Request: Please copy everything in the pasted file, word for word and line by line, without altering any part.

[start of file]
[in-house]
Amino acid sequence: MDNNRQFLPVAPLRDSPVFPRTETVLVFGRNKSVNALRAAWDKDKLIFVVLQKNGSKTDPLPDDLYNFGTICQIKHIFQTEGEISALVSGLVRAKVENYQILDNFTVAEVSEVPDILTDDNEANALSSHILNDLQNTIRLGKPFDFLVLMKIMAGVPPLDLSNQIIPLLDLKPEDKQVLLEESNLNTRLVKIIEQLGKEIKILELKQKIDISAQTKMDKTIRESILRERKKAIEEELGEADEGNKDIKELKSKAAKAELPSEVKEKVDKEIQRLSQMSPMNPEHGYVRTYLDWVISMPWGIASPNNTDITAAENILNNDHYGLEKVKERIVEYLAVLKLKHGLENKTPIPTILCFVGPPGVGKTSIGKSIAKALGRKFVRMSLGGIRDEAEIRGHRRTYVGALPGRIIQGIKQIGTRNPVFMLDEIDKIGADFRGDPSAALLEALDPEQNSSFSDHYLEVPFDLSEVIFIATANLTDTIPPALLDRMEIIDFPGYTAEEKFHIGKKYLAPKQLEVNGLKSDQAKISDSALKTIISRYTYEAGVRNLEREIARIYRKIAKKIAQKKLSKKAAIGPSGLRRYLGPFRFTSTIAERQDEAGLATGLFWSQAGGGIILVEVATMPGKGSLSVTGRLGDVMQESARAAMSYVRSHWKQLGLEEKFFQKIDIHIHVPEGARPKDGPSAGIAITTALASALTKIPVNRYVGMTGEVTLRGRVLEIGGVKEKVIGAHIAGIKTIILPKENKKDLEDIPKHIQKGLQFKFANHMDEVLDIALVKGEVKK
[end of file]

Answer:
[in-house]
Amino acid sequence: MDNNRQFLPVAPLRDSPVFPRTETVLVFGRNKSVNALRAAWDKDKLIFVVLQKNGSKTDPLPDDLYNFGTICQIKHIFQTEGEISALVSGLVRAKVENYQILDNFTVAEVSEVPDILTDDNEANALSSHILNDLQNTIRLGKPFDFLVLMKIMAGVPPLDLSNQIIPLLDLKPEDKQVLLEESNLNTRLVKIIEQLGKEIKILELKQKIDISAQTKMDKTIRESILRERKKAIEEELGEADEGNKDIKELKSKAAKAELPSEVKEKVDKEIQRLSQMSPMNPEHGYVRTYLDWVISMPWGIASPNNTDITAAENILNNDHYGLEKVKERIVEYLAVLKLKHGLENKTPIPTILCFVGPPGVGKTSIGKSIAKALGRKFVRMSLGGIRDEAEIRGHRRTYVGALPGRIIQGIKQIGTRNPVFMLDEIDKIGADFRGDPSAALLEALDPEQNSSFSDHYLEVPFDLSEVIFIATANLTDTIPPALLDRMEIIDFPGYTAEEKFHIGKKYLAPKQLEVNGLKSDQAKISDSALKTIISRYTYEAGVRNLEREIARIYRKIAKKIAQKKLSKKAAIGPSGLRRYLGPFRFTSTIAERQDEAGLATGLFWSQAGGGIILVEVATMPGKGSLSVTGRLGDVMQESARAAMSYVRSHWKQLGLEEKFFQKIDIHIHVPEGARPKDGPSAGIAITTALASALTKIPVNRYVGMTGEVTLRGRVLEIGGVKEKVIGAHIAGIKTIILPKENKKDLEDIPKHIQKGLQFKFANHMDEVLDIALVKGEVKK